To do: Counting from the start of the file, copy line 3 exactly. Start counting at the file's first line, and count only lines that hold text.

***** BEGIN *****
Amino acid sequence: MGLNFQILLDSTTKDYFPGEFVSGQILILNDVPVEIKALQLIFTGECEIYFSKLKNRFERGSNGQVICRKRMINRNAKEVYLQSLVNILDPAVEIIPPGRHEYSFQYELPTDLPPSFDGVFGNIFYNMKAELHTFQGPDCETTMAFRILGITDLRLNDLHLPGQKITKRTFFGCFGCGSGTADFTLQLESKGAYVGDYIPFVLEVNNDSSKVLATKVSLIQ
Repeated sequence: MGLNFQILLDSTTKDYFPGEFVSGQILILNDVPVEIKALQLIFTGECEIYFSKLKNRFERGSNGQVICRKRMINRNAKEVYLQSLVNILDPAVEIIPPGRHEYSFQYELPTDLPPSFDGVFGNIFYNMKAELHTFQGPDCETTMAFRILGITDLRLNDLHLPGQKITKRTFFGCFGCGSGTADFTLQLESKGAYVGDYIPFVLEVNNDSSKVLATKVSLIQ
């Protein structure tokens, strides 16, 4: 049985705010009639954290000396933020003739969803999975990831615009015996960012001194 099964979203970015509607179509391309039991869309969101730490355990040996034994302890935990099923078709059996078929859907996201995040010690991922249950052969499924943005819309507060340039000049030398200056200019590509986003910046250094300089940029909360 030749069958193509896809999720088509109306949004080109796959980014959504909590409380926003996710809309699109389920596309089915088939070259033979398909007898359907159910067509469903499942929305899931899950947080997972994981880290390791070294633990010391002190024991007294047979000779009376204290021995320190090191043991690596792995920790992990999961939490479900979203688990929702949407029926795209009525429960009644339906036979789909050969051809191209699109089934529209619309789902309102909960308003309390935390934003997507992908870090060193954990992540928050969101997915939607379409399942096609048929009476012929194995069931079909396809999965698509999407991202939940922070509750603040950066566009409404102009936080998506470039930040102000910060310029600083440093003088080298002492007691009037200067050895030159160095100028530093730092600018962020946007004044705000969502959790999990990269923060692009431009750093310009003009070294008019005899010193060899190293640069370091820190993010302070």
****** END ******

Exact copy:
């Protein structure tokens, strides 16, 4: 049985705010009639954290000396933020003739969803999975990831615009015996960012001194 099964979203970015509607179509391309039991869309969101730490355990040996034994302890935990099923078709059996078929859907996201995040010690991922249950052969499924943005819309507060340039000049030398200056200019590509986003910046250094300089940029909360 030749069958193509896809999720088509109306949004080109796959980014959504909590409380926003996710809309699109389920596309089915088939070259033979398909007898359907159910067509469903499942929305899931899950947080997972994981880290390791070294633990010391002190024991007294047979000779009376204290021995320190090191043991690596792995920790992990999961939490479900979203688990929702949407029926795209009525429960009644339906036979789909050969051809191209699109089934529209619309789902309102909960308003309390935390934003997507992908870090060193954990992540928050969101997915939607379409399942096609048929009476012929194995069931079909396809999965698509999407991202939940922070509750603040950066566009409404102009936080998506470039930040102000910060310029600083440093003088080298002492007691009037200067050895030159160095100028530093730092600018962020946007004044705000969502959790999990990269923060692009431009750093310009003009070294008019005899010193060899190293640069370091820190993010302070």